link (url) [BibTex]


Kernel PCA and De-noising in feature spaces

Mika, S., Schölkopf, B., Smola, A., Müller, K., Scholz, M., Rätsch, G.

In Advances in Neural Information Processing Systems 11, pages: 536-542 , (Editors: MS Kearns and SA Solla and DA Cohn), MIT Press, Cambridge, MA, USA, 12th Annual Conference on Neural Information Processing Systems (NIPS), June 1999 (inproceedings)

Abstract
Kernel PCA as a nonlinear feature extractor has proven powerful as a preprocessing step for classification algorithms. But it can also be considered as a natural generalization of linear principal component analysis. This gives rise to the question how to use nonlinear features for data compression, reconstruction, and de-noising, applications common in linear PCA. This is a nontrivial task, as the results provided by kernel PCA live in some high dimensional feature space and need not have pre-images in input space. This work presents ideas for finding approximate pre-images, focusing on Gaussian kernels, and shows experimental results using these pre-images in data reconstruction and de-noising on toy examples as well as on real world data.

ei

PDF Web [BibTex]

PDF Web [BibTex]


Input space versus feature space in kernel-based methods

Schölkopf, B., Mika, S., Burges, C., Knirsch, P., Müller, K., Rätsch, G., Smola, A.

IEEE Transactions On Neural Networks, 10(5):1000-1017, September 1999 (article)

Abstract
This paper collects some ideas targeted at advancing our understanding of the feature spaces associated with support vector (SV) kernel functions. We first discuss the geometry of feature space. In particular, we review what is known about the shape of the image of input space under the feature space map, and how this influences the capacity of SV methods. Following this, we describe how the metric governing the intrinsic geometry of the mapped surface can be computed in terms of the kernel, using the example of the class of inhomogeneous polynomial kernels, which are often used in SV pattern recognition. We then discuss the connection between feature space and input space by dealing with the question of how one can, given some vector in feature space, find a preimage (exact or approximate) in input space. We describe algorithms to tackle this issue, and show their utility in two applications of kernel methods. First, we use it to reduce the computational complexity of SV decision functions; second, we combine it with the kernel PCA algorithm, thereby constructing a nonlinear statistical denoising technique which is shown to perform well on real-world data.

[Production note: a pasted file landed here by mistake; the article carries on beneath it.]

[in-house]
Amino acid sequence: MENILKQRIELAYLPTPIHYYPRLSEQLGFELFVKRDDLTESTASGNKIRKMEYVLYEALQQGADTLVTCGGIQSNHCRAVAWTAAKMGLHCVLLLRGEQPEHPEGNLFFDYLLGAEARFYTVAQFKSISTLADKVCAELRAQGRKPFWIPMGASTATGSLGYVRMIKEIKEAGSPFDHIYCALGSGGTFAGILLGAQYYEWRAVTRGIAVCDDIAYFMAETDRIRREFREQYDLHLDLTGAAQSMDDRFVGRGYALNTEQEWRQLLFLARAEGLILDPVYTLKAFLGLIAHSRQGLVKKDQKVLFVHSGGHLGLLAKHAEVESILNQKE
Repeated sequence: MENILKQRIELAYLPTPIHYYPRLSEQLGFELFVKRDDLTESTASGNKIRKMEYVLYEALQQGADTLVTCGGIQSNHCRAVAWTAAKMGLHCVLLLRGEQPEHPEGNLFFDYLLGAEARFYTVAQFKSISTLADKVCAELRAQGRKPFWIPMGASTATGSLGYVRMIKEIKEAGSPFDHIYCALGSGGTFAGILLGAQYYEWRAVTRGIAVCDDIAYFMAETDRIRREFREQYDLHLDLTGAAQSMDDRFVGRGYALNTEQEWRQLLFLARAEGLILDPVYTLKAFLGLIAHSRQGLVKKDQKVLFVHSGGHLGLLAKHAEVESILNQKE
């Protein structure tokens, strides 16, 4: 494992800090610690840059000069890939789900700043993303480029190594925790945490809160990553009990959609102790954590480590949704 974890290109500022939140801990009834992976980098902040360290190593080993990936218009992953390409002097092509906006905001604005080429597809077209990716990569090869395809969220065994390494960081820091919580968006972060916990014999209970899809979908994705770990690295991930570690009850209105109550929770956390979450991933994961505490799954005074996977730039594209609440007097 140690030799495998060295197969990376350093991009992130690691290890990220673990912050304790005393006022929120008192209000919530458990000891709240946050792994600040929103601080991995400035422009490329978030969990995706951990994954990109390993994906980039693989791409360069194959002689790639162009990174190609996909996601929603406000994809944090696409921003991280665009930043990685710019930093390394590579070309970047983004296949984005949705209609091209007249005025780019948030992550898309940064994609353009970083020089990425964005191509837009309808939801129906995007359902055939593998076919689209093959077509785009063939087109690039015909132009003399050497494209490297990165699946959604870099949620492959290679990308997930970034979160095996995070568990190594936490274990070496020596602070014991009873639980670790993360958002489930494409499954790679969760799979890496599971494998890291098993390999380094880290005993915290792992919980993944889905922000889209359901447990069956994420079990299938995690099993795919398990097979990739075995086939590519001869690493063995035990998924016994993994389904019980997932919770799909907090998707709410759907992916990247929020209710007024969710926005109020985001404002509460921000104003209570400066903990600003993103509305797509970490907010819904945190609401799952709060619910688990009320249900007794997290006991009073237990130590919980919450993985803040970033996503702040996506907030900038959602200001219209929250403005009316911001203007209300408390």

ei

Web DOI [BibTex]

Web DOI [BibTex]


Nonparametric regression for learning nonlinear transformations

Schaal, S.

In Prerational Intelligence in Strategies, High-Level Processes and Collective Behavior, 2, pages: 595-621, (Editors: Ritter, H.;Cruse, H.;Dean, J.), Kluwer Academic Publishers, 1999, clmc (inbook)

Abstract
Information processing in animals and artificial movement systems consists of a series of transformations that map sensory signals to intermediate representations, and finally to motor commands. Given the physical and neuroanatomical differences between individuals and the need for plasticity during development, it is highly likely that such transformations are learned rather than pre-programmed by evolution. Such self-organizing processes, capable of discovering nonlinear dependencies between different groups of signals, are one essential part of prerational intelligence. While neural network algorithms seem to be the natural choice when searching for solutions for learning transformations, this paper will take a more careful look at which types of neural networks are actually suited for the requirements of an autonomous learning system. The approach that we will pursue is guided by recent developments in learning theory that have linked neural network learning to well established statistical theories. In particular, this new statistical understanding has given rise to the development of neural network systems that are directly based on statistical methods. One family of such methods stems from nonparametric regression. This paper will compare nonparametric learning with the more widely used parametric counterparts in a non technical fashion, and investigate how these two families differ in their properties and their applicabilities. We will argue that nonparametric neural networks offer a set of characteristics that make them a very promising candidate for on-line learning in autonomous system.

am

link (url) [BibTex]

link (url) [BibTex]


Segmentation of endpoint trajectories does not imply segmented control

Sternad, D., Schaal, D.

Experimental Brain Research, 124(1):118-136, 1999, clmc (article)

Abstract